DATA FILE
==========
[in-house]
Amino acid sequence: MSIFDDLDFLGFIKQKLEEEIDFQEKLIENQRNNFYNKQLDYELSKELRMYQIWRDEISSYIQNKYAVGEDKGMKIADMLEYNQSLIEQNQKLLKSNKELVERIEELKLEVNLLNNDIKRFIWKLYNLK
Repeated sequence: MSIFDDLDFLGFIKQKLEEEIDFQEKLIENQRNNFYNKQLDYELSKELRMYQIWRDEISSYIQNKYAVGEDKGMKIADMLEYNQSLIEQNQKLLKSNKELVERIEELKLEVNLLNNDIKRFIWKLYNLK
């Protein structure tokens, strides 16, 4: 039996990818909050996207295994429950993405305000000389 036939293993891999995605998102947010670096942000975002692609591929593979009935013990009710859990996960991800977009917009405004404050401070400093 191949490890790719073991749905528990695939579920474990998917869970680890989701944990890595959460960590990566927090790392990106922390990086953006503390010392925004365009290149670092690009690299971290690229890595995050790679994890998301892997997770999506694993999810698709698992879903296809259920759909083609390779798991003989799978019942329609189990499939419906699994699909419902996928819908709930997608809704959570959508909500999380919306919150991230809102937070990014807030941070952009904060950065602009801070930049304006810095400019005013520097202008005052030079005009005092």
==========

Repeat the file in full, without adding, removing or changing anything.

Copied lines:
[in-house]
Amino acid sequence: MSIFDDLDFLGFIKQKLEEEIDFQEKLIENQRNNFYNKQLDYELSKELRMYQIWRDEISSYIQNKYAVGEDKGMKIADMLEYNQSLIEQNQKLLKSNKELVERIEELKLEVNLLNNDIKRFIWKLYNLK
Repeated sequence: MSIFDDLDFLGFIKQKLEEEIDFQEKLIENQRNNFYNKQLDYELSKELRMYQIWRDEISSYIQNKYAVGEDKGMKIADMLEYNQSLIEQNQKLLKSNKELVERIEELKLEVNLLNNDIKRFIWKLYNLK
């Protein structure tokens, strides 16, 4: 039996990818909050996207295994429950993405305000000389 036939293993891999995605998102947010670096942000975002692609591929593979009935013990009710859990996960991800977009917009405004404050401070400093 191949490890790719073991749905528990695939579920474990998917869970680890989701944990890595959460960590990566927090790392990106922390990086953006503390010392925004365009290149670092690009690299971290690229890595995050790679994890998301892997997770999506694993999810698709698992879903296809259920759909083609390779798991003989799978019942329609189990499939419906699994699909419902996928819908709930997608809704959570959508909500999380919306919150991230809102937070990014807030941070952009904060950065602009801070930049304006810095400019005013520097202008005052030079005009005092």